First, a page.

Never has the UK farming industry been under greater pressure to provide

Openfield’s Grain & Fertiliser update, featured in April’s Farmers Guide Magazine.

First the weather, then Brexit, and now a global viral threat to life. As a result, British farmers are even more vital than ever, while battling challenging conditions – both in the field and in terms of trade.

A global crisis seems an extreme way to make individuals realise what’s important, says Openfield’s

head of compliance, shipping and research, Cecilia Pryce. Those in agriculture understand why they do the job they do and the importance of it, but many of the general public have learnt to take food on the shelves and the countryside for granted. Hopefully, the recent issues will ensure agriculture and food security will now be escalated to the position they have always deserved.

In the new environment, the industry has been pushing to ensure common sense prevails when it comes to movement of grains. We have had to deal with concerns – be it around handling paper grain passports, closure of wash facilities for drivers alongside not being able to get staff hotel accommodation when needed to do vital jobs to ensure ships get loaded. Commodities are not a luxury; they are a necessity to keep people and livestock alive – the UK imports grain and oilseeds when we need them and we export because we have too much and other countries needs it.

Stockpiling of wheat and barley in the UK finished when we emptied the last EU intervention stores, but in reality it’s the same globally – the relative global free movement of grains and oilseeds has generally reduced the need to panic buy or for governments to keep large strategic stocks.

Commodity prices tend to rise and fall on the back of global shortages or over-supply caused by weather, logistic issues or barriers to trade caused largely by politics. With over 385M/mt of combined wheat, barley and corn shipped around the world annually there are many farmers, merchants, hauliers, ports, shippers and ships keeping the world fed. To put this in context, around 18 per cent of the combined global crops leave their country of origin to be consumed in another country.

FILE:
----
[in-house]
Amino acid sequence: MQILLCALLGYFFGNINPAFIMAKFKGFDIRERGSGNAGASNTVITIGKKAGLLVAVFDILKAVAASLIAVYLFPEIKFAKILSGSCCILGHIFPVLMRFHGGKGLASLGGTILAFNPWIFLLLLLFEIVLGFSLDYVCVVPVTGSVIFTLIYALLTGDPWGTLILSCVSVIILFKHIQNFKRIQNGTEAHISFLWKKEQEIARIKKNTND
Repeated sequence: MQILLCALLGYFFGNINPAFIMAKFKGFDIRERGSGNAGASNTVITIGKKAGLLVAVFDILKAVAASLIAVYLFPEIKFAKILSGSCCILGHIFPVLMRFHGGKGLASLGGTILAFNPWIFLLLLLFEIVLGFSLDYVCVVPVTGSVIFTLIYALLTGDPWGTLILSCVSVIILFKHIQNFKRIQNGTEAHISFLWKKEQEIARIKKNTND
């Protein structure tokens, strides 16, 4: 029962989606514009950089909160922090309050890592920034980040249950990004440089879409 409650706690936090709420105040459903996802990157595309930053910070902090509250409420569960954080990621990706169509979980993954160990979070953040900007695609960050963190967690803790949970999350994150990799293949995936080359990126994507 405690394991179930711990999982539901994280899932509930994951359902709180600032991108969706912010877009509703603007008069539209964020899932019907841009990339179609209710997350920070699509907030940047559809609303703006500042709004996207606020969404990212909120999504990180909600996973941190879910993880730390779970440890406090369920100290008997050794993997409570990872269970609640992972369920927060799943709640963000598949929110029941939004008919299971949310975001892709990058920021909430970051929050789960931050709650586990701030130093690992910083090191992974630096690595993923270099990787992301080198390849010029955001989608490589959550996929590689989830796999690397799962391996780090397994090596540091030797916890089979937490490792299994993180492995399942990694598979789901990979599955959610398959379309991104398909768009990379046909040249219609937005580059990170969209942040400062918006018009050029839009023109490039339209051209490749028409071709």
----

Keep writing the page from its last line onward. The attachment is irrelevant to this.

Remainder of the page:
In a time of uncertainty, marketing of grains becomes very difficult – domestic values tend to move on currency and sentiment, but ultimately crops being grown/planted for this coming harvest could be facing a completely different set of market conditions

in the short-, medium- and longterm. Market volatility does create opportunities for those willing to take them – new crop values are far from shabby and, when the current crisis is over, focus will return to markets fundamentals of supply, demand, quality and relative price.

I am not sure any market analysis predicted the current uncertainties or that anyone can really say how long it takes to revert to a more normal situation but, if history has taught us anything, normality will return hopefully as quickly as it departed.

Farmers know what it costs to grow grain on their farms and, as spring arrives, confidence in cropsfor harvest 2020 will hopefully grow and farmers may catch some great marketing opportunities.

Fertiliser matters
Towards the end of March, we saw an increase in fertiliser purchasing, with much drier conditions allowing further spring planting, writes Openfield’s fertiliser manager, Lucy Hassall. We are beginning to see firmness in the market led by several factors but heavily down to currency driving up the cost of replacement raw materials for suppliers which we could see continue.

We are now faced with the outbreak of Covid-19, bringing uncertainty to every business on how it will affect workplaces. I can confirm all fertiliser suppliers, merchants and hauliers are taking every step possible to ensure safety is paramount in this situation with plans in place to protect everyone as best they can. I would encourage those who still need to purchase for spring to do so as soon as you have your requirements due to rising markets, delivery lead times increasing and of course how the current pandemic could affect the supply chain. It’s easy to get lost in all the negativity so I  would like to end with a positive note to say thank you to all the British farmers who keep the country going, even in the tough times we are facing which in my view doesn’t get enough recognition.